Monday, July 19, 2010


Raisins are simply dried grapes. Harvested in August, grapes are traditionally spread on paper trays and sun-dried for two to three weeks. Dark raisins are sun-dried for several weeks, which produces their dark color and shriveled appearance, whereas golden raisins (sultanas) have been oven-dried to avoid the darkening effect of the sunlight. After drying, the stems are removed and the raisins are sorted and packaged.

Soft, sweet, and bite-sized, raisins make a healthy out-of-hand treat. They can be added to granola and trail mix, used to add color and sweetness to salads, and are frequent additions to candy, cereals, cookies, muffins and breads. Before using raisins in baked goods, plump them by soaking them in water for 15 minutes or simmer them for several minutes.

Raisins are a good source of energy thanks to its carbohydrate content. They also contain vitamins B1, B2 and various minerals, which are important in helping child growth, curing diseases with inflammation and fever, also kidney and liver diseases. This makes raisins an excellent natural supplement for women during pregnancy. A new research sponsored by the California Raisin Markating Board shows that raisins are a good source of inulin, a naturally occuring fiber-like carbohydrate that helps keep the colon healthy from cancer.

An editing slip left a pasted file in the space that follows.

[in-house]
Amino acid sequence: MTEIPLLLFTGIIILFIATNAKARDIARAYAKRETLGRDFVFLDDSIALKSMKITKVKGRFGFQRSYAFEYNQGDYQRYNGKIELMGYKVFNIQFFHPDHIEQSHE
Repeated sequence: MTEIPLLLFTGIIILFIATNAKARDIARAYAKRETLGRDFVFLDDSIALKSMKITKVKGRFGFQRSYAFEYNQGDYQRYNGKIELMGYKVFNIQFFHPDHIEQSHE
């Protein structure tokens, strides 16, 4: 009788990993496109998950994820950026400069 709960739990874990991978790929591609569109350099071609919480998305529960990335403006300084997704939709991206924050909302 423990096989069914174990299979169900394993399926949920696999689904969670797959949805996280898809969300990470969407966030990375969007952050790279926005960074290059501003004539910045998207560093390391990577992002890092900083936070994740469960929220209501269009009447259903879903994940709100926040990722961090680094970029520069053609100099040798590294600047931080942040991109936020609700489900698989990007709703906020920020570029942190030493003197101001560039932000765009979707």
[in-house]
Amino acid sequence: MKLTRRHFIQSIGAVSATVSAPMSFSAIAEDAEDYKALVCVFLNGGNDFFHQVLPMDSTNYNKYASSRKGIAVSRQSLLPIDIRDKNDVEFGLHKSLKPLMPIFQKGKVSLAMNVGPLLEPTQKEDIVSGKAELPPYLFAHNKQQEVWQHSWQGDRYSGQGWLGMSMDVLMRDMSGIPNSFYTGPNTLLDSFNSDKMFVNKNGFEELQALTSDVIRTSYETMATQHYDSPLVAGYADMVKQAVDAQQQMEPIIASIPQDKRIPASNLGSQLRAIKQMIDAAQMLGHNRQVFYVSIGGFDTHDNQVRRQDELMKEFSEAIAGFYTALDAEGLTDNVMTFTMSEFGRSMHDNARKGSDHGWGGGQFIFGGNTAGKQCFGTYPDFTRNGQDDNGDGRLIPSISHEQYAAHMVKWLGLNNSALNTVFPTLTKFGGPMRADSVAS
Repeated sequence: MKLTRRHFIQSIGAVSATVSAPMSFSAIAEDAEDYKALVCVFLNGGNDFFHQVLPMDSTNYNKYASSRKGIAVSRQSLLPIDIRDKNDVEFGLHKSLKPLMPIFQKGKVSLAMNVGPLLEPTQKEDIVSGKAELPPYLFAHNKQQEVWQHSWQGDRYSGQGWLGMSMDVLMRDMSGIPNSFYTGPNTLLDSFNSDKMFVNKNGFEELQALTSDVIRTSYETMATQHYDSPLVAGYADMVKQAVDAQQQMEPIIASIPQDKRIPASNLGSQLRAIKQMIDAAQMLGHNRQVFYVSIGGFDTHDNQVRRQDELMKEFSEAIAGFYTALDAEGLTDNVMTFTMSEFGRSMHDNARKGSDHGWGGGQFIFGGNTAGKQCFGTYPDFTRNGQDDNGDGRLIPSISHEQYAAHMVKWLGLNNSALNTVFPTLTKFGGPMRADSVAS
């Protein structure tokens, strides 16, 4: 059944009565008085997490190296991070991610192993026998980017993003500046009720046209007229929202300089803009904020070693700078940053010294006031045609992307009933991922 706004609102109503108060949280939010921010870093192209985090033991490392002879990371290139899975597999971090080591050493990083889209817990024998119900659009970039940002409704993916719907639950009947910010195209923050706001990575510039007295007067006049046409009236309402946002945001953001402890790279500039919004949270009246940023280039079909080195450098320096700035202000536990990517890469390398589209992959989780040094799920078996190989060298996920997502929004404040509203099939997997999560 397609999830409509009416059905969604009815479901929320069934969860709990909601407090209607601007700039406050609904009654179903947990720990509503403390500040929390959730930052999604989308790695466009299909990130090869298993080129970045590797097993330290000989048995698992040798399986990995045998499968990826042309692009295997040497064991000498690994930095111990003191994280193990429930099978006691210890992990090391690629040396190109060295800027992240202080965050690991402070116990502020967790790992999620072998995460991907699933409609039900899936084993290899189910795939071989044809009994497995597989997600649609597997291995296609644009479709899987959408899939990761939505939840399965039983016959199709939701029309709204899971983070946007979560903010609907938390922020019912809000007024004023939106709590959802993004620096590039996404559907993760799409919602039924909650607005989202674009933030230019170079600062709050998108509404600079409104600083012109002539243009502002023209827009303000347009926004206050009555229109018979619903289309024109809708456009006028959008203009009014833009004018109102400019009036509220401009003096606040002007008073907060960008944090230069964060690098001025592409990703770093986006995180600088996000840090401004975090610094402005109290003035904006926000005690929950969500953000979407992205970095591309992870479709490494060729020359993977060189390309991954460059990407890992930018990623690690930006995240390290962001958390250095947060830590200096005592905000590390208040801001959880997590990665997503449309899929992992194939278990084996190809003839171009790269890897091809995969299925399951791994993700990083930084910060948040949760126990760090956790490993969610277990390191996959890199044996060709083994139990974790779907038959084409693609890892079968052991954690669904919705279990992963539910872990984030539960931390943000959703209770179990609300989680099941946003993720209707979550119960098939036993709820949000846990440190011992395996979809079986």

Raisins can be stored, tightly wrapped, at room temperature for several months. For prolonged storage, they should be refrigerated in a tightly sealed plastic bag. Look for plump raisins that show no signs of being overly dry or with visible sugar crystals.

Raisins and Pineapple chutney
Perfect combination of sweet and sour that complements your rice and fried eggs. The chutney keeps very well in the refrigerator. Store in a glass jar only.

1 1/2 cup sultanas
1/2 cup white vinegar
1/2 cup granulated sugar
1/2 cup orange sauce
5 shallots, cut into quaters
3 star anise
2 green chillies, halved lengthwise
1 can pineapple cubes
1 cinnamon stick
1 tsp salt

Pounded ingredients
8 dried chillies, soaked
1/2 thumb size ginger
3 pip garlic

1) Put sugar, salt, vinegar, cinnamon stick, star anise and pounded ingredients into a pot. Boil till sugar dissolves. Stir constantly to prevent burning.
2) Add in pineapple cubes, raisins, shallots, green chillies and orange sauce.
3) Simmer mixture until it starts to boil. Turn off fire.

Source: Home Cooking Magazine, September 2003

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